Methodologies for dating wooden artefacts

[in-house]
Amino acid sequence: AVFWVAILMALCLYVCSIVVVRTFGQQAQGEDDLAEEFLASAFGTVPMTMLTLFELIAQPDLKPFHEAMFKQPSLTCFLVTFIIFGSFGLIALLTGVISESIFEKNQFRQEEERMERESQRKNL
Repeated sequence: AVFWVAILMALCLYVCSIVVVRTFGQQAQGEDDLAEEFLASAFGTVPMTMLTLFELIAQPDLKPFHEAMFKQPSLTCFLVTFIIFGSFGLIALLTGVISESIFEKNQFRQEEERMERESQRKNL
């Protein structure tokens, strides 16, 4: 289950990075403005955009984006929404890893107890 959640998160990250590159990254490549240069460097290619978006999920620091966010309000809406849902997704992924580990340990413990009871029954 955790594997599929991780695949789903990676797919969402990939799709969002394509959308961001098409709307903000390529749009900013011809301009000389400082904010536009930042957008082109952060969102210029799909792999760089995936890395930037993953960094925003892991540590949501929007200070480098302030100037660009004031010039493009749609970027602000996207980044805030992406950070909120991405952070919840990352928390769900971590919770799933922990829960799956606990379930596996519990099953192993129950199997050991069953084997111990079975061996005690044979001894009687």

In recent years, constant progress has been made with regard to wood-dating techniques. In Italy, both the number and length of dendrochronological reference chronologies have increased so that by now the last 10,000 years are almost completely covered. This indispensable dating method has provided new ways for studying archaeological and prehistoric finds. New technologies have remarkably improved the sampling techniques, which today, in most cases, are very effective and non-evasive. Modern software now allows easy data management and statistical analyses. Apart from dendrochronology, the diffusion of isotope analysis has also had great impetus. With regard to radiocarbon dating, the calibration curve has been enriched by new data, and several peaks of cosmic emissions have been identified that, in future, can be instrumental in improving dating precision. Apart from radiocarbon, the isotope analyses of O, H and Sr, especially if linked with dendrochronology, allow to refine the information regarding dating and, in many cases, permits to determine the timber’s provenance and even to define precisely the environmental conditions for the growth of the tree, from which the wood has been obtained. Today, finally, we can assert that all wood can be dated. Only the precision of dating still varies but constant progress is being made in that regard, too.